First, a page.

Michael Davis

Michael Davis

Underdog Entertainment
Director and Screenwriter

Los Angeles, California

Member Since:
March 2015
Last online:
> 2 weeks ago
Invites sent:

About Michael

I have not only seen the big picture of Hollywood; I have seen it in IMAX.

I succeeded as both a studio and independent feature film writer/director. I’ve drawn storyboards for tent pole movies, read scripts for talent agencies, worked as an animator, and taught film production. I am giving Stage 32 webinars because I have the knowledge to open filmmakers’ minds to their creative genius and the experience to open their eyes to a competitive industry filled with hard knocks. Here are some of my screen trade adventures:

I put Steven Spielberg in a padded room (for a comedy short I wrote and directed.)

I hand drew 17,000 sketches to create twelve minutes of pre-viz animation that convinced New Line Cinema to green light and let me direct my screenplay, SHOOT ‘EM UP.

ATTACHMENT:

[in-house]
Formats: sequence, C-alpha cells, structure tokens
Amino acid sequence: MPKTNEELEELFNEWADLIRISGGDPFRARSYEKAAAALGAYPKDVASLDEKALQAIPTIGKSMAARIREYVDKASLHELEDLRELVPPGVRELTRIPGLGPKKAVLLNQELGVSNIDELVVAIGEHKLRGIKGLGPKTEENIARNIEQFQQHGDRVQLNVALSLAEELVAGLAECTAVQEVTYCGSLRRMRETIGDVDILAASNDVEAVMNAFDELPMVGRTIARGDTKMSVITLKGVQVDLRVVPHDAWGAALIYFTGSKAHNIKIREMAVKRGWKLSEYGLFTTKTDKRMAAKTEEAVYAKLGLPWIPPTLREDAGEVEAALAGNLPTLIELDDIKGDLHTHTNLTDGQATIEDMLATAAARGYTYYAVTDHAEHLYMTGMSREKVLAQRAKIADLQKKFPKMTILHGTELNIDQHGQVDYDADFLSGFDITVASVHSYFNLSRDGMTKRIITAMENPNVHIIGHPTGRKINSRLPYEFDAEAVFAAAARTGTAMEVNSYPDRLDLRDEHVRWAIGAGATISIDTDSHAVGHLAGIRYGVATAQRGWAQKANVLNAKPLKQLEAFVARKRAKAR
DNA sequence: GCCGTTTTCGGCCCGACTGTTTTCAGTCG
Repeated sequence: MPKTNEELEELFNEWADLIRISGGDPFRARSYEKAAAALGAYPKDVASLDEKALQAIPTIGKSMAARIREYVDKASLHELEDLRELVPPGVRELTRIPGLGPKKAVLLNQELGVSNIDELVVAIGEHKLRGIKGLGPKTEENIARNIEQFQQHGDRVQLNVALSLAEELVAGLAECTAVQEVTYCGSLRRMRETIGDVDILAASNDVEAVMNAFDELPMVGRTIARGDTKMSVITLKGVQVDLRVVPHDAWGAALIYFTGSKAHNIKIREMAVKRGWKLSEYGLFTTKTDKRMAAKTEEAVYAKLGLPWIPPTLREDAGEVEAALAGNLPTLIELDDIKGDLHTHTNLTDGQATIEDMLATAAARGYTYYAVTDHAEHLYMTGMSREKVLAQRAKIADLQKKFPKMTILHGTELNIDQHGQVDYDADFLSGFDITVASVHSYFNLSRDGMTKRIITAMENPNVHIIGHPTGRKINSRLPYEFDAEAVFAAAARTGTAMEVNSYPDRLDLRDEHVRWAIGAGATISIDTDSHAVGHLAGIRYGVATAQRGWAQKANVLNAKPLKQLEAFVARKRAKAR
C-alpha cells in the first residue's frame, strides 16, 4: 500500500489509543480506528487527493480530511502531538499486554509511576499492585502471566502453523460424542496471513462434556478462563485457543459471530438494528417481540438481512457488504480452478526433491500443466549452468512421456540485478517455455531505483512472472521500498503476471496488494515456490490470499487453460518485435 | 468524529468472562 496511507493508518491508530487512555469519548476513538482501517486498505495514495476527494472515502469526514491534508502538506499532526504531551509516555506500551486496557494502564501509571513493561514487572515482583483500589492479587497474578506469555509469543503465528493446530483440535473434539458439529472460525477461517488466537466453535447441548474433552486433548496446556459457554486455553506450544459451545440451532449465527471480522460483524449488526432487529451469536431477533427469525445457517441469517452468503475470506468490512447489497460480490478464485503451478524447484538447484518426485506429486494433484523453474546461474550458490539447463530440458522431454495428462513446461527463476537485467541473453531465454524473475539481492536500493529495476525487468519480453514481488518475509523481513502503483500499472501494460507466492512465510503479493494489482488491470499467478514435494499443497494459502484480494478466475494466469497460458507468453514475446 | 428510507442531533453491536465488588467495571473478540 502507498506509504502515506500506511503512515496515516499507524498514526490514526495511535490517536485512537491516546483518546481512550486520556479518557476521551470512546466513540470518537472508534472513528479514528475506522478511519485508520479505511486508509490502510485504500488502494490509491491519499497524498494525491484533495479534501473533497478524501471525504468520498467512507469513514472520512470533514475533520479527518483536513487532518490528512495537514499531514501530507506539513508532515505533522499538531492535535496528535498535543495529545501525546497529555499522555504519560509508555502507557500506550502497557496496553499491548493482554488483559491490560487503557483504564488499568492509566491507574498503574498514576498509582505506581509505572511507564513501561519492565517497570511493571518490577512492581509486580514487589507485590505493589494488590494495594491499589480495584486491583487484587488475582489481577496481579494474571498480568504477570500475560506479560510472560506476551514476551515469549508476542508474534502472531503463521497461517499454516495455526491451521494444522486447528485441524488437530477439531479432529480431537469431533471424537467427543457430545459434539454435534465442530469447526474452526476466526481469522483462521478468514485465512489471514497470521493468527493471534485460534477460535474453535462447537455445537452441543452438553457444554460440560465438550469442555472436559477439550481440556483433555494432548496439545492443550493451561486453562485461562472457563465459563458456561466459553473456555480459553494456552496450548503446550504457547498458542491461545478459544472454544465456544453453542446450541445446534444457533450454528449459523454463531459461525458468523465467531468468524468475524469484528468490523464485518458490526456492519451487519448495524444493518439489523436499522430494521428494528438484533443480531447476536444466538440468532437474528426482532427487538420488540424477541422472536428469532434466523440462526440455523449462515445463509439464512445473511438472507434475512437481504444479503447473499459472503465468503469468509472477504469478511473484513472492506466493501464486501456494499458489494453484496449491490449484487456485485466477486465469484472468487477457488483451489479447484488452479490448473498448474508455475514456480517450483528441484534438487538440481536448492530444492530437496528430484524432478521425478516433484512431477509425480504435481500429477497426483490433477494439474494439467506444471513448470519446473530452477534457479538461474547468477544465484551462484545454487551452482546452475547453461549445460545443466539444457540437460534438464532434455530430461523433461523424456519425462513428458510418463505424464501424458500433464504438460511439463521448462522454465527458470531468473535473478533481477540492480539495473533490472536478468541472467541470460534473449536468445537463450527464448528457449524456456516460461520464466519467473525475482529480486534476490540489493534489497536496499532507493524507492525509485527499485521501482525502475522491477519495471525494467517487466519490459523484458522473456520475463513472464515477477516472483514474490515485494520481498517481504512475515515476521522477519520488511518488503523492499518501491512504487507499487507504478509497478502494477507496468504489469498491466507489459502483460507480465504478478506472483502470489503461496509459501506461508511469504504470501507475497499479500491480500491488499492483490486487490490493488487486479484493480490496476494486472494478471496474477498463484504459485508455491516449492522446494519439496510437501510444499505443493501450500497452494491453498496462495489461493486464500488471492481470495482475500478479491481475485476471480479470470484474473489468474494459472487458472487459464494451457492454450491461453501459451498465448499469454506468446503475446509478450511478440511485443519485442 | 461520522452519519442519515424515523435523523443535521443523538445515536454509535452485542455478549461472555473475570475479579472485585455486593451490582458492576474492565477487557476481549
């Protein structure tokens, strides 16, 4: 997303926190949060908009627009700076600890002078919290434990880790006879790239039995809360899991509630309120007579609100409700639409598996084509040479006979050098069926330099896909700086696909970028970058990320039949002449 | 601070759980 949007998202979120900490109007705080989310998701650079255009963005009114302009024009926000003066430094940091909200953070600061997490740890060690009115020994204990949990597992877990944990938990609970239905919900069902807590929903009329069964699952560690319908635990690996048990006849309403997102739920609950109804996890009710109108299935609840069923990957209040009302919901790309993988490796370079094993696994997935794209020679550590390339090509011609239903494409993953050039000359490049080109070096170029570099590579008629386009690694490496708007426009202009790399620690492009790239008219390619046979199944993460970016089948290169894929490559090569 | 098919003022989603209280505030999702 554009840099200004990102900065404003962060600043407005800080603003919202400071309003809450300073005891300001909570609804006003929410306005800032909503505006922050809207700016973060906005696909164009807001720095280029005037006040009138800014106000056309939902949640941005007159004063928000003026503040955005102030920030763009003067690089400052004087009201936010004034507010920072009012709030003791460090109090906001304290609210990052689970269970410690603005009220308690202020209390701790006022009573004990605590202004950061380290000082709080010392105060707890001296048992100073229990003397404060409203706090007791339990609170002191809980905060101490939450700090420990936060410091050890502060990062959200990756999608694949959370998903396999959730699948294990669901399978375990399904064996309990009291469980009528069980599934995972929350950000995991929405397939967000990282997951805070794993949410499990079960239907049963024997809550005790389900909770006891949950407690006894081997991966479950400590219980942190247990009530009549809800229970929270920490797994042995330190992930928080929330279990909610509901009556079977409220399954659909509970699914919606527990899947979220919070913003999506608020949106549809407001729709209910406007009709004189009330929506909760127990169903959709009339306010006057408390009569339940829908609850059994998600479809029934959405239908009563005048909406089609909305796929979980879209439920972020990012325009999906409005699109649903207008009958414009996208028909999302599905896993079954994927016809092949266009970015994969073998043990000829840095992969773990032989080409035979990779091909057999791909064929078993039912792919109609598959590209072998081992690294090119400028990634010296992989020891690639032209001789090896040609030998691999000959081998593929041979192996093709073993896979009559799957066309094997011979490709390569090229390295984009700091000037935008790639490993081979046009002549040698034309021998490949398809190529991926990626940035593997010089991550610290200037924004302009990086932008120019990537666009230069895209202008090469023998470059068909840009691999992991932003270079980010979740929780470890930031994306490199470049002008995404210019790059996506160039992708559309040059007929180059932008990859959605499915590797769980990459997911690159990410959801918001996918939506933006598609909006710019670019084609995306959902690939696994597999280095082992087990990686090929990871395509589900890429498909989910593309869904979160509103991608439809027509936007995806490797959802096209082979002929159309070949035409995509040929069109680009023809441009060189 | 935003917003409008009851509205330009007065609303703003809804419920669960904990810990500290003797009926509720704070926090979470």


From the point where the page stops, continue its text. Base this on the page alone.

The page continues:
Penniless, I walked four miles in the snow carrying the heavy film cans holding my independent feature, EIGHT DAYS A WEEK, to get to my Slamdance screening. It was a good thing I made it to the festival. My movie won the audience award, and it was Roger Ebert’s favorite film in Park City that year.

The world’s worst actors: a pro wrestler, a dog, and an animatronic, starred in my first directing job.

I directed the 90th most watched TV show of all time. (I had help. It’s the last episode of CHEERS special.)

Eleven of the fifty scripts I have written were produced as feature films.

Telling a joke about Mike Ovitz and the Devil got me fired as a CAA script reader.

David Goyer received a “B” as in “Batman” in the film class I taught at USC.

While painting animation cels, I learned how NOT to ask for more skin-colored paint: “I need more flesh!” will only yield giggles.

Besides experience, I have what may be the best attribute for hosting film industry webinars: I’ve risen to the middle in Hollywood. My success gives me the credibility to advise filmmakers on “what to do to make it in the film business,” and my many mistakes allow me to speak from experience to people on “what not to do to make it in the film business.” I want to give meaning to my hard fought wisdom in two ways. The clearest way is to teach new filmmakers how to share their voice through motion pictures as informed by my long career. The second way is less obvious, but is just as important. I want to help others bypass many of the hardships of Hollywood I’ve endured -- so they can find happiness while achieving their dreams.

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